998 Liberty Avenue
“BFD,” the initials fancifully engraved just above the first story of this Romanesque Revival style fire station, say a lot more than one might think on first glance. Standing for “Brooklyn Fire Department,” the initials confirm that this building dates to sometime between 1869, when the Brooklyn Fire Department was organized, and 1898, when the boroughs were consolidated to form the Greater City of New York. The Brooklyn Fire Department only lasted a few decades before merging with the FDNY after the city’s consolidation. Interestingly, this building was constructed in 1895 to house Engine 36, so it only served the Brooklyn Fire Department for about three years. Shortly after the consolidation, the fire companies were renumbered to avoid confusion, and this company became Engine 136 until 1913, when it was reorganized again to become Engine 236. Referred to as “The Pride of East New York,” Engine 236 continues to serve the community today.
994 Glenmore Avenue
This lovely Shingle Style church at the corner of Glenmore Avenue and Doscher Street might seem more at home on a country lane in the Hudson Valley, but when it was constructed in 1899, East New York was still a quiet suburban enclave. It was built for the Glenmore Avenue Presbyterian Church, which is still an active congregation. While the structure has suffered some insensitive alterations, including the loss of its original clapboard siding and the replacement of its front porch, it retains its general massing, including a graceful and oversized corner tower with an arched belfry and bell-shaped roof, as well as most of its original windows and dormer windows on both of its side facades.
950 Glenmore Avenue
This charming building originally served as the New Lots Post Office, as evidenced by the faded letters just below the cornice that read “BROOKLYN POST OFFICE.” At the time the building was constructed in the 1920s, it cost just twenty cents to send a package via first class mail. Though most of the building’s window openings have been filled in, its symmetrical façade still features many original details, like arched windows, Corinthian style pilasters and a bracketed cornice. Due to the construction of a new post office on Sutter Avenue, the building was sold in the 1960s to Milford Tile, which continues to operate it as their Brooklyn-based showroom.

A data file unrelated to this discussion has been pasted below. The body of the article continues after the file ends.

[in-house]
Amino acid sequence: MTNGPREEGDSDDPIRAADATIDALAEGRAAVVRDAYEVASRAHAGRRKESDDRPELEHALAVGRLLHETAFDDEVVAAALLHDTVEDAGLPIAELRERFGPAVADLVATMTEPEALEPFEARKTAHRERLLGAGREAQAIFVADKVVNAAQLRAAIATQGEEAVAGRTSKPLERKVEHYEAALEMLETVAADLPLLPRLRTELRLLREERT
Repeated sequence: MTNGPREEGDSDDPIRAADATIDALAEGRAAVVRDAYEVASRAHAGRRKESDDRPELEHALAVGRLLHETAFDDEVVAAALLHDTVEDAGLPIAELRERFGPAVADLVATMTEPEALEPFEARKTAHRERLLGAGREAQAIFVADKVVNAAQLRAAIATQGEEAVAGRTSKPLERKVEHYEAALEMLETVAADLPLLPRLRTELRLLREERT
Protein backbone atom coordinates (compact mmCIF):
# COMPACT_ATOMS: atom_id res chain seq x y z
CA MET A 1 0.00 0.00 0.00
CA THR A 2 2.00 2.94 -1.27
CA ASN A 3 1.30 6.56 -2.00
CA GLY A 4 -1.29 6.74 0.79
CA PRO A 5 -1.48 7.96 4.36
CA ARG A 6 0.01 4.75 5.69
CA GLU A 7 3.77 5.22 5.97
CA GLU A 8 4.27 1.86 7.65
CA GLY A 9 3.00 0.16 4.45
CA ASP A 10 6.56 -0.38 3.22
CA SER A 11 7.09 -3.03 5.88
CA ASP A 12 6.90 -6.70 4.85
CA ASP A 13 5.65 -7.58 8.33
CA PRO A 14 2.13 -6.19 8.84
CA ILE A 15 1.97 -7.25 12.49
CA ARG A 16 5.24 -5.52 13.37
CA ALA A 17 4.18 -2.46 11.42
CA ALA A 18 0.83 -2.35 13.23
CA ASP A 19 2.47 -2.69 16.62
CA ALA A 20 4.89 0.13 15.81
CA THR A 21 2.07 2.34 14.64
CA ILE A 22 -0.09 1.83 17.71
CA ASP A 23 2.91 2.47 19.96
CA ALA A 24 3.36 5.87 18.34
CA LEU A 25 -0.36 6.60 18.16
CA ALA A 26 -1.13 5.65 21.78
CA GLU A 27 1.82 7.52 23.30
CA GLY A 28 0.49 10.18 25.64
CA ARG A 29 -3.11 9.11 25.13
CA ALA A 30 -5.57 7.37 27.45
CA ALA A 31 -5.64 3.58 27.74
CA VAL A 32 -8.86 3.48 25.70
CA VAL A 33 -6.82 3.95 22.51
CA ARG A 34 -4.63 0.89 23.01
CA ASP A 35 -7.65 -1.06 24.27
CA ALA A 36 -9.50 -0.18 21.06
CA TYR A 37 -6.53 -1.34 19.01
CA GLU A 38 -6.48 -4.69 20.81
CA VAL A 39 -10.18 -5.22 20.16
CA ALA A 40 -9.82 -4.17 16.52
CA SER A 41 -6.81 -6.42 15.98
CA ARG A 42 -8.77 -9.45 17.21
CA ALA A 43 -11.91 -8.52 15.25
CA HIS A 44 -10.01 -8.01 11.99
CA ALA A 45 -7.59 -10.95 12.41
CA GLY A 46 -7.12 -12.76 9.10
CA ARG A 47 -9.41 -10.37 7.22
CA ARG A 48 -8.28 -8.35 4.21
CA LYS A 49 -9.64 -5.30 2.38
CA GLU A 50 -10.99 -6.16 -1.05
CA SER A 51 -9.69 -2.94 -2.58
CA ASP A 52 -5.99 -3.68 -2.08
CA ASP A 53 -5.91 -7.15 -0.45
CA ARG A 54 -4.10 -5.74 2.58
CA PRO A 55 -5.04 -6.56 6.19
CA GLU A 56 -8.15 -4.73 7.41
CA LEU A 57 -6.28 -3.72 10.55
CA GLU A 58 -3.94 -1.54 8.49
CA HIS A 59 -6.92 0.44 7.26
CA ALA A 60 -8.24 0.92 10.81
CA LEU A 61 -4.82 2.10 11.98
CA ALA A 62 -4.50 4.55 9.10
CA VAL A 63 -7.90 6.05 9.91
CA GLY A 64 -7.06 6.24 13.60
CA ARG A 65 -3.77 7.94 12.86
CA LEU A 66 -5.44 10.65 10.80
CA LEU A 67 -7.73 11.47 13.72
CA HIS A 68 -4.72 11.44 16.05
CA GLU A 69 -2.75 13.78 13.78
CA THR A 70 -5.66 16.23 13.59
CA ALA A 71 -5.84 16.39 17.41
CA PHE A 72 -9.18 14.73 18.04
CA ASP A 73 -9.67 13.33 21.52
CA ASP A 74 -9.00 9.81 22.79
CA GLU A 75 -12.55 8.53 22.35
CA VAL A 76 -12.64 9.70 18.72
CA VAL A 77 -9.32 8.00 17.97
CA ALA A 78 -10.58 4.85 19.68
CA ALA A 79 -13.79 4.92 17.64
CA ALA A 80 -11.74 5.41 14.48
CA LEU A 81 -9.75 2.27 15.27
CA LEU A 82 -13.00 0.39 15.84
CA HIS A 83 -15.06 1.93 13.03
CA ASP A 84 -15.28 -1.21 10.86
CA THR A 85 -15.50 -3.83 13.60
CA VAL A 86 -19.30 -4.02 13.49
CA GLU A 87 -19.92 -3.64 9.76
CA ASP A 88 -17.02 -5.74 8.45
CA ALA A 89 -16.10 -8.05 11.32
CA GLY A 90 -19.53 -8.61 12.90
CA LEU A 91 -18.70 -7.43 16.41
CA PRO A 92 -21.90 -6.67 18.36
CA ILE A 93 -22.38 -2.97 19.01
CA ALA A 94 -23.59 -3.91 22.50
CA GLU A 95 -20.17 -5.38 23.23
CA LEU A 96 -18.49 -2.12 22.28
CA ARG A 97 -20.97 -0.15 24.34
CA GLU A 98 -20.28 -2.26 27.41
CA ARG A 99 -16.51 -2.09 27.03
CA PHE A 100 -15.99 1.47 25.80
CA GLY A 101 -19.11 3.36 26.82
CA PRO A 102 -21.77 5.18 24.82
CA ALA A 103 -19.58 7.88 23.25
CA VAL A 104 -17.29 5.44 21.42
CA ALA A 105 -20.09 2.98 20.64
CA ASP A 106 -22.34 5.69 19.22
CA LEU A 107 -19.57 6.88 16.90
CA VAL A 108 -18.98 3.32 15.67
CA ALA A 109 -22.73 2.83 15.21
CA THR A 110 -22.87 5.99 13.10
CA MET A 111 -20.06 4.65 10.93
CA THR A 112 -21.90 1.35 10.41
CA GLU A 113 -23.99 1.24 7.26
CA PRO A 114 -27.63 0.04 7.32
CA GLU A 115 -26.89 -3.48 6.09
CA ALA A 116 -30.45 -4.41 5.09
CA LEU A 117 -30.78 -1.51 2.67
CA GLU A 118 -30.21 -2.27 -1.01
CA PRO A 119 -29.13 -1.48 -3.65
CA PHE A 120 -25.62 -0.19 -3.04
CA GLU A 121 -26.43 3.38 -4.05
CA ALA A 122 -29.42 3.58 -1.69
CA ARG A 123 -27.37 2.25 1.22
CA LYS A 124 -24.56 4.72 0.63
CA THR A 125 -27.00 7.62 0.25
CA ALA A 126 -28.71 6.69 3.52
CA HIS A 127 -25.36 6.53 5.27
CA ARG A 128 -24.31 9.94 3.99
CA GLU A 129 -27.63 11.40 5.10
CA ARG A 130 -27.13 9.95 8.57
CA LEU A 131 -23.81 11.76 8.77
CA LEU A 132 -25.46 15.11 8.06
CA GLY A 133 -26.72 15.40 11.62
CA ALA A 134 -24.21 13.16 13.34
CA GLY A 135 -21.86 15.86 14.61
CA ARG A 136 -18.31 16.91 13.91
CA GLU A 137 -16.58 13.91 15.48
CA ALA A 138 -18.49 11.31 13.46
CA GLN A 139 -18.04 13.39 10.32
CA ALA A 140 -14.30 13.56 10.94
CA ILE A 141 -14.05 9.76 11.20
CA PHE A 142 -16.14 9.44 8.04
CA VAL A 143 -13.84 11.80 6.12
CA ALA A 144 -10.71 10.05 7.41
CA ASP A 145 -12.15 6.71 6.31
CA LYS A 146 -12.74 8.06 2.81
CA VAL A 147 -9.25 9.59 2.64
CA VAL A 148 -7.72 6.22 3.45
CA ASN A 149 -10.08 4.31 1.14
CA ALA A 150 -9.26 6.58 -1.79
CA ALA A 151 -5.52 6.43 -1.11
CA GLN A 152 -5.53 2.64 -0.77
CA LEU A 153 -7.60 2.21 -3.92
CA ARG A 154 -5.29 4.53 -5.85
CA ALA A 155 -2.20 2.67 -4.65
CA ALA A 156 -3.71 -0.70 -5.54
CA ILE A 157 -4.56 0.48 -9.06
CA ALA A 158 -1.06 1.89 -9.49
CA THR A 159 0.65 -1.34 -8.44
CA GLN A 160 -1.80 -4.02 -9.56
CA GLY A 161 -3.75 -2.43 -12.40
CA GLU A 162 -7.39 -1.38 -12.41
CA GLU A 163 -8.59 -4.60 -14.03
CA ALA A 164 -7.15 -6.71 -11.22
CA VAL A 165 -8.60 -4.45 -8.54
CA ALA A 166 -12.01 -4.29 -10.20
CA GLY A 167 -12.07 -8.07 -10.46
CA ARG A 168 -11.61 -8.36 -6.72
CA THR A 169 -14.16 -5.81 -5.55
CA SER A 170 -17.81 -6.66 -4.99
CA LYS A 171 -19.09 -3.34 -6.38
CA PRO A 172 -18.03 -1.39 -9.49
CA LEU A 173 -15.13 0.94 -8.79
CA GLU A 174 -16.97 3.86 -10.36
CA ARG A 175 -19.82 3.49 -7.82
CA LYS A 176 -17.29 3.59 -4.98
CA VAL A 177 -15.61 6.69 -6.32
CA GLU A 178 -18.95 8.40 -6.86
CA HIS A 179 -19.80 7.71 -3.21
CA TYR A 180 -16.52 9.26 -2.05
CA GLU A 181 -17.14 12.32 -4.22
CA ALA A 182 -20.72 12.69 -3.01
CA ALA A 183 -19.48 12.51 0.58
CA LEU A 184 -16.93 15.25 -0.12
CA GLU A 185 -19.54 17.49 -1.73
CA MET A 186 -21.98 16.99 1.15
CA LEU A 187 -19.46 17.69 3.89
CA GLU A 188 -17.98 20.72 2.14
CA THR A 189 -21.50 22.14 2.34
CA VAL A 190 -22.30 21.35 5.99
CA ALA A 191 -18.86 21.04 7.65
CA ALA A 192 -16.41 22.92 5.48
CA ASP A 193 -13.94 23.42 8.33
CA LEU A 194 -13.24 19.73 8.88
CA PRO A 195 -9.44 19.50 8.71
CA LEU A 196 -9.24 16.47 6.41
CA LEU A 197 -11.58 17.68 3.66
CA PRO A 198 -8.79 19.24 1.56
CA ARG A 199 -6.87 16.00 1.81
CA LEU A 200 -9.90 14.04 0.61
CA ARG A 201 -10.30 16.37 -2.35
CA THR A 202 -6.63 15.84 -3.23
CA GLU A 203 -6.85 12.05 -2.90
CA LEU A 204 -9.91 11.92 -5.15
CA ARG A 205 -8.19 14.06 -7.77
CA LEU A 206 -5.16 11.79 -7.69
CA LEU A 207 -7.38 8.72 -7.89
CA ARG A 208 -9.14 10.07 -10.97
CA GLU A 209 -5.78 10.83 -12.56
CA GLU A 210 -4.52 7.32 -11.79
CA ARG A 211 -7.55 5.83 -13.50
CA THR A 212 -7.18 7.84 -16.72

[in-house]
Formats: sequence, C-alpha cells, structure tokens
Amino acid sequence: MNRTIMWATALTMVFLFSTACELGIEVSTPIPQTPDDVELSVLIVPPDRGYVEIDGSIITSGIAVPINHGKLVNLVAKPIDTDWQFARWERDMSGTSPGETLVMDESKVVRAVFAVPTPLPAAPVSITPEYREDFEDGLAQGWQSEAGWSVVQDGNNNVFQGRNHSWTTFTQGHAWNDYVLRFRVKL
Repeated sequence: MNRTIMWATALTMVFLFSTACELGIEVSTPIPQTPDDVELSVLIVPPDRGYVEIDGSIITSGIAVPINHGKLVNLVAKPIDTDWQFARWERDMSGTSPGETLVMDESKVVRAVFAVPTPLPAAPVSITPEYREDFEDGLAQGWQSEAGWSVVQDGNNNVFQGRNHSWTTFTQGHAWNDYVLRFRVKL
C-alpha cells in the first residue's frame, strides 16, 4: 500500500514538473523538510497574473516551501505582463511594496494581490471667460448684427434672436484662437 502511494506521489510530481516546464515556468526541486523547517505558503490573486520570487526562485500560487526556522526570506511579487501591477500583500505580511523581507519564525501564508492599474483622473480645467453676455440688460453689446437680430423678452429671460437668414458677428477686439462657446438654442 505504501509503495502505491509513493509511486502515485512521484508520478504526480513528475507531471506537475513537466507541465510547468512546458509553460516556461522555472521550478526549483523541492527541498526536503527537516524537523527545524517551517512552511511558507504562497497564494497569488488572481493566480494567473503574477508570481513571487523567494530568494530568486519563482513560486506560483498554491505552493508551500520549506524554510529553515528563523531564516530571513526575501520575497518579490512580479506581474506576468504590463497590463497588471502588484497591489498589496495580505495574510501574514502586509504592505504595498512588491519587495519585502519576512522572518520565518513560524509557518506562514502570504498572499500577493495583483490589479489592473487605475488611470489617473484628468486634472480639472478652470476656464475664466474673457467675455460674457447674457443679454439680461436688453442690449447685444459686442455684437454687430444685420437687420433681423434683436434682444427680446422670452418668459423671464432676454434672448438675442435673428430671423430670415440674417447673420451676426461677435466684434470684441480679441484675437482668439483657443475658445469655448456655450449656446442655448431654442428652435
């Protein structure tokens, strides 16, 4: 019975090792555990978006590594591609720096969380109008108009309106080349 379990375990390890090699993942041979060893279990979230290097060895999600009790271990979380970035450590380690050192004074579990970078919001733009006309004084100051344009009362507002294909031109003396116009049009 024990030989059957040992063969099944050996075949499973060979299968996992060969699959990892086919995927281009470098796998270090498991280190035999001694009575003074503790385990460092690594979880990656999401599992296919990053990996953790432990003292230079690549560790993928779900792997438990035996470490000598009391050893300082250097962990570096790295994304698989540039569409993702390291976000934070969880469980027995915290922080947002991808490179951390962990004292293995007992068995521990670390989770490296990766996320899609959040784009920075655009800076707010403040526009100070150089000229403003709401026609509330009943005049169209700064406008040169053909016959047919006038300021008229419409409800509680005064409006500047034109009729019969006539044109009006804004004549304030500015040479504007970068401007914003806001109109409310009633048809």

700 Sutter Avenue
Charles B. J. Snyder
Public School 149 was one of the roughly 400 schools constructed during the tenure of the notable architect/engineer C. B. J. Snyder, superintendent of school buildings for the Board of Education from 1891 to 1923, when the city’s population was growing and new laws mandated children’s education. Snyder was known for his innovative “H-plan” design, inspired by the medieval Hôtel de Cluny in Paris, which allowed for improved ventilation, advances in fireproofing, better lighting, larger classroom sizes and the incorporation of two courtyards for recreation. Public School 149 initially housed kindergarten through ninth grade classes, but in the 1920s was downsized to offer only sixth, seventh and eighth grade classes when the city adopted a Junior High School system in an effort to relieve overcrowding. At that time, it became known as either Junior High School 149 or East New York Junior High School. In 1967, the city opened another junior high school nearby, I.S. 292, and P.S. 149 became an elementary school. The school is named for famed actor, dancer and musician Danny Kaye (born David Daniel Kaminsky), one of the school’s most illustrious alumni (he attended from 1919 to 1927), who also attended Thomas Jefferson High School.
400 Pennsylvania Avenue
Probably Charles B. J. Snyder, New York City Board of Education
In 1921, plans to build a high school in East New York were made public. Prior to that, students had to travel significant distances to schools outside of the neighborhood, so the announcement was extremely well received. In May 1922, Mayor John Francis Hylan, local leaders and six live bands led the parade and celebrations surrounding the school’s groundbreaking ceremony. Dedicated to the third President of the United States, Thomas Jefferson High School opened with roughly 4,000 school seats in September 1924. Some of the school’s notable attendees include Howard Zinn, Danny Kaye, Shelley Winters, Jimmy Smits and Al Lewis, who played Grandpa Munster in the 1960s TV show The Munsters.
225 Jerome Street
Supporting buildings: 1897-1956